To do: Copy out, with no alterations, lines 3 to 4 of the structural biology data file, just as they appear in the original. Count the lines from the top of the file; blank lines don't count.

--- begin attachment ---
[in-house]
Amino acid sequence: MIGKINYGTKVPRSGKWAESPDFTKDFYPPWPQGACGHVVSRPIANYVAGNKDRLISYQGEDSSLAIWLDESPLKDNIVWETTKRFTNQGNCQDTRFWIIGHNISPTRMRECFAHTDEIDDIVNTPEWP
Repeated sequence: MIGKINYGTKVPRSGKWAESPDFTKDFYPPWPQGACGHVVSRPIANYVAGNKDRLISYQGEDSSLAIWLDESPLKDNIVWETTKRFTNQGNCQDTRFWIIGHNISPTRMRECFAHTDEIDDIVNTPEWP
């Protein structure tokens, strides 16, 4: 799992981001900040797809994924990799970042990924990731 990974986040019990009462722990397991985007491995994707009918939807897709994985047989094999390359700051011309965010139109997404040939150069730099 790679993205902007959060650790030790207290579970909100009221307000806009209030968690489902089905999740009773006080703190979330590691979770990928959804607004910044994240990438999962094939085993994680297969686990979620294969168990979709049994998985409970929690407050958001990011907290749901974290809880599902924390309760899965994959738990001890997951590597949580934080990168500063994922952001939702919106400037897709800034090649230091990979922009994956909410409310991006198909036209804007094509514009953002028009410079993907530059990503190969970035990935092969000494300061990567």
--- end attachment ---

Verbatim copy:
Repeated sequence: MIGKINYGTKVPRSGKWAESPDFTKDFYPPWPQGACGHVVSRPIANYVAGNKDRLISYQGEDSSLAIWLDESPLKDNIVWETTKRFTNQGNCQDTRFWIIGHNISPTRMRECFAHTDEIDDIVNTPEWP
């Protein structure tokens, strides 16, 4: 799992981001900040797809994924990799970042990924990731 990974986040019990009462722990397991985007491995994707009918939807897709994985047989094999390359700051011309965010139109997404040939150069730099 790679993205902007959060650790030790207290579970909100009221307000806009209030968690489902089905999740009773006080703190979330590691979770990928959804607004910044994240990438999962094939085993994680297969686990979620294969168990979709049994998985409970929690407050958001990011907290749901974290809880599902924390309760899965994959738990001890997951590597949580934080990168500063994922952001939702919106400037897709800034090649230091990979922009994956909410409310991006198909036209804007094509514009953002028009410079993907530059990503190969970035990935092969000494300061990567």